I am using a USB-8451 to communicate with an RM3000 device using the SPI protocol. My software uses the 8451's 'basic' C API. The RM3000 has a DRDY line that goes high when the requested data is available. This is connected to port 0, line 0 of the 8451's dio interface.
When I use ni845xDioReadLine to check the DRDY line after writing a command and before reading the response, the ni845xDioReadLine call takes several milliseconds to execute. The DRDY line is always already high because the ni845xDioReadLine call takes so long.
Would you expect the ni845xDioReadLine call to take that long? Would doing the DRDY check using the 'advanced' scripting version of the ni845xDioReadLine call be any faster? I am hoping to read data a 200Hz and need to minimize the transaction time to achieve this sample rate.
I am measuring the time by looking at the SPI transactions on a scope and looking at the command and response timing with and without the ni845xDioReadLine call commented out.
Any help would be appreciated.
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This is expected. The digital lines on the 8451 are static software timed ports. Therefore a few milliseconds of delay is normal.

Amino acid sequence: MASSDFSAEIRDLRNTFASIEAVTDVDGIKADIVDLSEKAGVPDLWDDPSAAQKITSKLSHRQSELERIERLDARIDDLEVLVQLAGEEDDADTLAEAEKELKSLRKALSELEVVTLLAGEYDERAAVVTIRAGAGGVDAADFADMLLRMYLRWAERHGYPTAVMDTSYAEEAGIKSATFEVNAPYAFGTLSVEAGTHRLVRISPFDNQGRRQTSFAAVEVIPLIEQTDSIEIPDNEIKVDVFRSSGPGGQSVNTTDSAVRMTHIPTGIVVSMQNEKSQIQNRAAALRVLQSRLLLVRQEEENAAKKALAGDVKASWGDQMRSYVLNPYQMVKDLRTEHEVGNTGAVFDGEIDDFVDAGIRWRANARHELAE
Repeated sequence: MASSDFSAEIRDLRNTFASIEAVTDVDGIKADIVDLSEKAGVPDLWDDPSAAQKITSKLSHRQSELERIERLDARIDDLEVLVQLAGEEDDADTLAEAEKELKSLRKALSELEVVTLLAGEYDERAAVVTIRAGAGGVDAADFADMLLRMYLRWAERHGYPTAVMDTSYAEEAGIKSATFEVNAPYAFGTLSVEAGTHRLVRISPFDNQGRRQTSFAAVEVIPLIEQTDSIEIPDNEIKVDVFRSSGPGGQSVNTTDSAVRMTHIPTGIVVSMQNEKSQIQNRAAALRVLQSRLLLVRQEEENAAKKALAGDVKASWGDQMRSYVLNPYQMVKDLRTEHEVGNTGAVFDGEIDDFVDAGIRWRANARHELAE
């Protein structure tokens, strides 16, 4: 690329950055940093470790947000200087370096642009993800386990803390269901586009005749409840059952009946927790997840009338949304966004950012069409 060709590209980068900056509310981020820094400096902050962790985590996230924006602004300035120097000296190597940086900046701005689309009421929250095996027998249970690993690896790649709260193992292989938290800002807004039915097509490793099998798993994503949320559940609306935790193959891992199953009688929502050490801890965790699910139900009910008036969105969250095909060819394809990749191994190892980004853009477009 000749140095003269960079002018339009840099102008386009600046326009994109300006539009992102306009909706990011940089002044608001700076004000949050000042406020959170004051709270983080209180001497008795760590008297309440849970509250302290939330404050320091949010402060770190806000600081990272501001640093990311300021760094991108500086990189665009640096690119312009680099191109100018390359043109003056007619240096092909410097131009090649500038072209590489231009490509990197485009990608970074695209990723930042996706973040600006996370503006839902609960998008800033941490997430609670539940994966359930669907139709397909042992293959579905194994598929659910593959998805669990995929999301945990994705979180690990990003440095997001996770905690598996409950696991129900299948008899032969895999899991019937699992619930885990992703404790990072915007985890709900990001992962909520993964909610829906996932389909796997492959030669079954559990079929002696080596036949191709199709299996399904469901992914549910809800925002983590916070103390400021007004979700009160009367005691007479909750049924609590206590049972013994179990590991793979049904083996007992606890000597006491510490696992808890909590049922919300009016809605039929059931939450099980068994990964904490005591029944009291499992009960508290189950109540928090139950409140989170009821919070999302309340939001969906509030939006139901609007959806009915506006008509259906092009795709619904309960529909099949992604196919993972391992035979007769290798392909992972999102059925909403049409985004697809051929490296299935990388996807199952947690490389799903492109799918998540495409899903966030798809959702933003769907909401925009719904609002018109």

Thanks for the reply. Would scripting the sequence help my performance any? Currently I do a
ni845xSpiWriteRead - to write the command
ni845xDioReadLine - to check DRDY
ni845xSpiWriteRead - to read the response
This sequence takes about 4.5ms if DRDY is already set the first time it is checked.
Would making a script the does
ni845xSpiScriptWriteRead - to write the command
ni845xSpiScriptDelay - delay the expected DRDY setup time
ni845xSpiScriptDioReadLine - to verify DRDY was set
ni845xSpiScriptWriteRead - to read the response
and then re-running this script at my sample rate take less than the 4.5ms that the sequence takes using the basic API calls?
Also, I don't have a hi-speed USB 2.0 port on my PC would that affect the above performance?
Yes, scripting does often improve performance because it allows the programmer to manage the steps that are being taken. In turn, this can eliminate steps that the higher level VIs execute and manage for you that may not be necessary depending on the application. There are examples of scripting in the Example Finder, under Hardware Input and Output»I2C and SPI»SPI Advanced or I2C Advanced. It is also possible that not having the higher speed USB port is making a difference, but the only real way to know would be to try a USB 2.0 port with your application.
Hope this helps,